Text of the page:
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In quantum mechanics, one often considers symmetry transformations which are defined in terms of operators which do not change the norm of states in the Hilbert space. For the Wigner's theorem, this symmetry operators are either unitary operators or antiunitary operators, which generally have the form $ A=U K $ where $K$ is complex conjugation and $U$ a unitary operator. Examples of antiunitary operators describe the time-reversal, the particle-hole symmetry, and the chiral symmetry.

Now let us take a generic Hamiltonian $H$. One can define a unitary transformation as $ H\rightarrow U H U^\dagger $. How one defines an antiunitary transformation instead? Formally, I would write $$ H\rightarrow A H A^\dagger=U K H (U K)^\dagger=U K H K^\dagger U^\dagger=U H^* U^\dagger $$ The questions are:

1) Is this definition of antiunitary transformation correct?

2) What is the hermitian conjugate of an antiunitary operator? Is it correct to write $(U K)^\dagger=K^\dagger U^\dagger$ or is it $(U K)^\dagger=K U^\dagger$ instead?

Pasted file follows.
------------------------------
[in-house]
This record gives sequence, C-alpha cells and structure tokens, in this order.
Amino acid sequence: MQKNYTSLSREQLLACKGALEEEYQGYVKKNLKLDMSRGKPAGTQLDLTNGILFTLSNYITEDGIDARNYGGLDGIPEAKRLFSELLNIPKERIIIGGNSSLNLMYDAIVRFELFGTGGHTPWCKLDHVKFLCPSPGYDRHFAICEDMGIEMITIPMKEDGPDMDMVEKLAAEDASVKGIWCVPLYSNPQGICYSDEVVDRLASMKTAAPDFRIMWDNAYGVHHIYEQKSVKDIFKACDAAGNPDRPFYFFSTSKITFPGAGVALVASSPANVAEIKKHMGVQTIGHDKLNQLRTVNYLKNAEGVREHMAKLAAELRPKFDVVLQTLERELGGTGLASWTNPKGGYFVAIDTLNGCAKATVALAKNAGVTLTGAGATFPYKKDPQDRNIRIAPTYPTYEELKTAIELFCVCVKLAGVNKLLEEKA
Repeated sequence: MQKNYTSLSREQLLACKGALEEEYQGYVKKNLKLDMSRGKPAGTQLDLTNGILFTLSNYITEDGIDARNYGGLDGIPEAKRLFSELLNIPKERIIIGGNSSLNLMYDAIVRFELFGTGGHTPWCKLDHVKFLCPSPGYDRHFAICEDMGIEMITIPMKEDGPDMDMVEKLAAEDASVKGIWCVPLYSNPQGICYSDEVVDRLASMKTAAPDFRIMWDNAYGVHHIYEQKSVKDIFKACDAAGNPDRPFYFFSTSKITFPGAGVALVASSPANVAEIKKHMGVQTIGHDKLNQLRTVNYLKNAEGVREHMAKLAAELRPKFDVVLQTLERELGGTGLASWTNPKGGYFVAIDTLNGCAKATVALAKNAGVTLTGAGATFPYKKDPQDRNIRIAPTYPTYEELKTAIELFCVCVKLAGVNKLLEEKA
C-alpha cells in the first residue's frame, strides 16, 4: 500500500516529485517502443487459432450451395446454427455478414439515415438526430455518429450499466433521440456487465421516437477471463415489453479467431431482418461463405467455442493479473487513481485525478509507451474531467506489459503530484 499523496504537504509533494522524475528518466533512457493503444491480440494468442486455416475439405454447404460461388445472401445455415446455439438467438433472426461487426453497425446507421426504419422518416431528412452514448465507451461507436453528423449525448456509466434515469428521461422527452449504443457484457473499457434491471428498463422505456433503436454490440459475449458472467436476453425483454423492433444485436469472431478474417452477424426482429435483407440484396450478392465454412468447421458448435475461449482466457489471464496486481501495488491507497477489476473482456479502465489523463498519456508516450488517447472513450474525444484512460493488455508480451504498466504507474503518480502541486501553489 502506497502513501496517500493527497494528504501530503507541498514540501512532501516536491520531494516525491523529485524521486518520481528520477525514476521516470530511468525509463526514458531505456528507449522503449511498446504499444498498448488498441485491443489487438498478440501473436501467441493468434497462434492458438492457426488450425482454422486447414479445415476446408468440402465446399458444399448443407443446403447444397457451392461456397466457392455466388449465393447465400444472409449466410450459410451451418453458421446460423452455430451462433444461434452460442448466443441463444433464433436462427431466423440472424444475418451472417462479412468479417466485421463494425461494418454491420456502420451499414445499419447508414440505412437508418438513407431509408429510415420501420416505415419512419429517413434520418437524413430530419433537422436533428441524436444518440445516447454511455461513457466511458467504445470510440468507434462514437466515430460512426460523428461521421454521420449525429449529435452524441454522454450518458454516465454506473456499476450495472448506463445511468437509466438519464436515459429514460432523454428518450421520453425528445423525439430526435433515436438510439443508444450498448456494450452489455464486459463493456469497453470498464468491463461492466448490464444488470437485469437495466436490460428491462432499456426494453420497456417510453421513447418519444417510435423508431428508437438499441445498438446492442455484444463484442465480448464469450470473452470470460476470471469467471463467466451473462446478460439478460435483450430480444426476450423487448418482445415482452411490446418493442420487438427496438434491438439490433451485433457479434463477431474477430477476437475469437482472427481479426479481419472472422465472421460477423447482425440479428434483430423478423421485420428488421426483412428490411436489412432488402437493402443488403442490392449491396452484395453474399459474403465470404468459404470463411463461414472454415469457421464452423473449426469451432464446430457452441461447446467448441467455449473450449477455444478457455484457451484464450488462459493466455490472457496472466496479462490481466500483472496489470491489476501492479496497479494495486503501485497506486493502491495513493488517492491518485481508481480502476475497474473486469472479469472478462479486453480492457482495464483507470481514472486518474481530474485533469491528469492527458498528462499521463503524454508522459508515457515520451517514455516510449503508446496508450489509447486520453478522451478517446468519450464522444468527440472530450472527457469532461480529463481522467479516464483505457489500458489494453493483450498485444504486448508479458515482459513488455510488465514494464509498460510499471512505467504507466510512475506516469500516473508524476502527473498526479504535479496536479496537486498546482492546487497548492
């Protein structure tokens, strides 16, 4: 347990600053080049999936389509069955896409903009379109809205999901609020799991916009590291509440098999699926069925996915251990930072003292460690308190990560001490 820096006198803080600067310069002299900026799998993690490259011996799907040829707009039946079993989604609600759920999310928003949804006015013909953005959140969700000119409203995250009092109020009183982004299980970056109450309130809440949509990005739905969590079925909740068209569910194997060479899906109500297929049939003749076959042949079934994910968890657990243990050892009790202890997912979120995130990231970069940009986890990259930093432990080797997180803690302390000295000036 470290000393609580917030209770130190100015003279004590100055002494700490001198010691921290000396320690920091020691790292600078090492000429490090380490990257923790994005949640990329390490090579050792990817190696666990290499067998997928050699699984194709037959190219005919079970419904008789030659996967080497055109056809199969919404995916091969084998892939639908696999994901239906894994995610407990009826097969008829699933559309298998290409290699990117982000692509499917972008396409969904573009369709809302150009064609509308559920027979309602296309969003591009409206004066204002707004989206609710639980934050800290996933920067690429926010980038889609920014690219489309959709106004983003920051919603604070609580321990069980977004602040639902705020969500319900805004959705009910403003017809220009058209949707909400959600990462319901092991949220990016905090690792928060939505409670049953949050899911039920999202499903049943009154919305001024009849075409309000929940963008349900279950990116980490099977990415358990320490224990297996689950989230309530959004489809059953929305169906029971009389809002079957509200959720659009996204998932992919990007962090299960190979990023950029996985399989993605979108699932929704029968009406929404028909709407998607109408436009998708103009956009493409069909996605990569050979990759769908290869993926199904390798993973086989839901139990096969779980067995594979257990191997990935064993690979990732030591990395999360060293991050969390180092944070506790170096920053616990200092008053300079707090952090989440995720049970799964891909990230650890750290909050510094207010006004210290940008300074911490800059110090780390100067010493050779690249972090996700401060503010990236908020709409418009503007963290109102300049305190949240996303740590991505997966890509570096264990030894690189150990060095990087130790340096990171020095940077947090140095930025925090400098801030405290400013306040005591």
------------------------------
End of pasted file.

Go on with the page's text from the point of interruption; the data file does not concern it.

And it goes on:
I apologize for the multiple questions, but I think they are all related to the meaning of the complex conjugation operator $K$ and its hermitian conjugate $K^\dagger$. I already posted this question to the Mathematics StackExchange but I've been completely misunderstood there...

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For an antilinear operator, as the antiunitaries and the complex conjugation, the definition of adjoint is changed: $$\langle U^{a*}\psi,\phi\rangle=\overline{\langle \psi,U\phi\rangle}$$ where $a*$ stands for anti-adjoint. It is therefore easy to see that the anti-adjoint of $K$ is $K$ itself (and in general the anti-adjoint of an anti-unitary is anti-unitary and satisfies $U^{a*}U=I$).

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